An invitation was sent to colleagues with suitable equipment to do continuous recording of REG data beginning Friday evening and continuing throughout the Saturday events including all of the public ceremonies of Princess Diana's funeral, and continuing for several hours thereafter. The expectation for the experiment was that a standard measure of coherence within the data would correlate generally with global public attention to the events, and particularly with the degree of shared emotional engagement. A maximum effect during the major ceremonies was considered likely, but formal assessment required the specification of a precise analytical expectation even though this was a unique situation. As the events transpired, the decision was made to use the official schedule for Princess Diana's funeral as published by CNN Interactive World News ( on September 4, 1997, to define data segments corresponding to the major portions of the public ceremonies. The schedule began on Saturday, September 6 at 9:08 a.m. when the coffin left Kensington Palace in London. The next event with widespread significance and interest for the public was at 10:45, when the royal standard at Buckingham Palace was replaced by the Union Jack at half mast. At 11:00 a.m. the funeral service at Westminster Abbey started. At 12:00 noon the service ended with a one-minute silence. The coffin was then transported to Althorp, arriving at 3:30 p.m. These four segments of the ceremonies were chosen as well-defined parts that were recognized and attended by the public locally and via worldwide live TV coverage. A more detailed assessment addressing specific elements such as the Earl Spencer's eulogy or the minute of silence ending the funeral could not be accurately specified in all the datasets. Although most of the data were recorded completely automatically, one dataset was taken with the experimenter attending the live television coverage and making concurrent notes and index entries, allowing a subsidiary analysis based on the separate events comprising the funeral service.

The ceremonies for Mother Teresa received less comprehensive coverage, and the schedule of events available to define the pre-planned analysis was simpler, consisting of a three-hour procession beginning at 9:00 a.m., followed by a three-hour funeral ceremony from 12:00 noon to 3:00 p.m., as reported in the New York Times International, Sunday, September 14, 1997.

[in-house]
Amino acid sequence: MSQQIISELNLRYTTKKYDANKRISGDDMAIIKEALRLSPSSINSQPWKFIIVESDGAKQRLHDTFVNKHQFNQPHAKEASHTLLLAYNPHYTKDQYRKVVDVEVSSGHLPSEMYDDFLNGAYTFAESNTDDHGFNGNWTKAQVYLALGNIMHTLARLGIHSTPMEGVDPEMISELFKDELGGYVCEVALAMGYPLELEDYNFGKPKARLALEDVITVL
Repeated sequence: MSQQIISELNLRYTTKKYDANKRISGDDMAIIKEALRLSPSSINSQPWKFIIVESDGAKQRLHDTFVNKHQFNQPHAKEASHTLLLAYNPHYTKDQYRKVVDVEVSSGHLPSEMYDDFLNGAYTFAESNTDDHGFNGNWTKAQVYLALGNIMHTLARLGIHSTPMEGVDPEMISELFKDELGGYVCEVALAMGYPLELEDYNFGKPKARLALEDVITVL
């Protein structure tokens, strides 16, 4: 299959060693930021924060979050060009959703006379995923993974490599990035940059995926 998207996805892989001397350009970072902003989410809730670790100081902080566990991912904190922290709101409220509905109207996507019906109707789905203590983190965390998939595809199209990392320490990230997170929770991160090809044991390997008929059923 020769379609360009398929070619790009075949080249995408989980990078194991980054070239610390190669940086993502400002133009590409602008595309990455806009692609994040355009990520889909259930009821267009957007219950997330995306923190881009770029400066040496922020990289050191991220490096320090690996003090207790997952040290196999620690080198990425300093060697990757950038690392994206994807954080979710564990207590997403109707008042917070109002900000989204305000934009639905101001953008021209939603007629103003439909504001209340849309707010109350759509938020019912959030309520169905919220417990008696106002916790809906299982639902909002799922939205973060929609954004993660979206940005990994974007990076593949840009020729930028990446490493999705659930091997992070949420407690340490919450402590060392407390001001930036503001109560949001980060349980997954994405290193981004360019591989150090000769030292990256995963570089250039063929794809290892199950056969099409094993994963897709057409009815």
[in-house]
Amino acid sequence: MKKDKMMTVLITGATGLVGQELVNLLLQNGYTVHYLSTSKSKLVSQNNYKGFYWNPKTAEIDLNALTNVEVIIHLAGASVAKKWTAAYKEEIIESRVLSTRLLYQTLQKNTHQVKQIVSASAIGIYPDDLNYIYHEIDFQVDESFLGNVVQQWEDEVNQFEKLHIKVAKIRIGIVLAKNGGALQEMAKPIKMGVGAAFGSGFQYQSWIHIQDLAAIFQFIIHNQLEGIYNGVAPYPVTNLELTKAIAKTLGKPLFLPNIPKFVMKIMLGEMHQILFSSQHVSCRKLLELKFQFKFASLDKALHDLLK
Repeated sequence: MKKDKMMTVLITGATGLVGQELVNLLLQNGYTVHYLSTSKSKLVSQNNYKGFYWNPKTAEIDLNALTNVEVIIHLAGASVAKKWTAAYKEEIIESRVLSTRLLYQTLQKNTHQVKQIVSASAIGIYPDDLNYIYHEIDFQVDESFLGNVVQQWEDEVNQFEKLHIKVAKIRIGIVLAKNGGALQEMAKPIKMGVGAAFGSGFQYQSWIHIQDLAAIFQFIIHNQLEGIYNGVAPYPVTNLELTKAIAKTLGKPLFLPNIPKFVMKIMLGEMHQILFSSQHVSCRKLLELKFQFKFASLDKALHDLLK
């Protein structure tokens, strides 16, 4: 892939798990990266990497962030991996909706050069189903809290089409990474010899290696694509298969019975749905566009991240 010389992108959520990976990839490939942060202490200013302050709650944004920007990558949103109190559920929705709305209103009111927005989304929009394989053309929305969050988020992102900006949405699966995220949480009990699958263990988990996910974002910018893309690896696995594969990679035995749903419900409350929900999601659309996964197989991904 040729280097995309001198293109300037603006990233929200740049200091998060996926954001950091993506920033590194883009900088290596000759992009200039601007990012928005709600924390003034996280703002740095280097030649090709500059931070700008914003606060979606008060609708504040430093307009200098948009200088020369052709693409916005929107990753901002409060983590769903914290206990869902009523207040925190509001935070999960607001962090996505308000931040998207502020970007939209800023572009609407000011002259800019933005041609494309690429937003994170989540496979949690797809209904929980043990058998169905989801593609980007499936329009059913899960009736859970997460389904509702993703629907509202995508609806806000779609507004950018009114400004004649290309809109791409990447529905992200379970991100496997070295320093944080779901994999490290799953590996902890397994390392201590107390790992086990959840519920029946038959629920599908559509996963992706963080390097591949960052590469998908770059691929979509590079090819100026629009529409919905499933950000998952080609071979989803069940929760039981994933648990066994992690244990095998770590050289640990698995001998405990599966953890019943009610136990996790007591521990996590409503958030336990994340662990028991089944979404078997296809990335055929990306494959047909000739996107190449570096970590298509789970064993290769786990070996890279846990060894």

The raw data in FieldREG experiments are recorded as a sequence of trials each consisting of the sum of, for example, 200 binary digits, with the expected mean value of 100, as if one were electronically throwing 200 coins and counting the heads. Other trial sizes ranged from 400 to 228504 bits. The formal analysis is based on the deviation of the empirical mean from expectation within each segment, and the composite deviation across all the specified segments is compared with theoretical expectation. To quantify the hypothesized effect, a Chisquare statistic is constructed from the sum of squared Z-scores calculated for the segment deviations (Snedecor and Cochran, 1980). This statistic is compared with its theoretical distribution to calculate a chance probability for the deviations found in the data. A standardized format and protocol allows the construction of a "control" distribution based on a resampling process where randomly placed segments of the same lengths as in the active data are drawn repeatedly from the surrounding undesignated data. Distributions based on 1000 repetitions of this process yield a well defined estimate of the parameters of the random data sequence in the absence of an anomalous effect. These empirical control data conform well to theoretical values, indicating that the theoretical Chisquare distribution may safely be used for calculation of the probabilities associated with the active results (Nelson, et al, 97).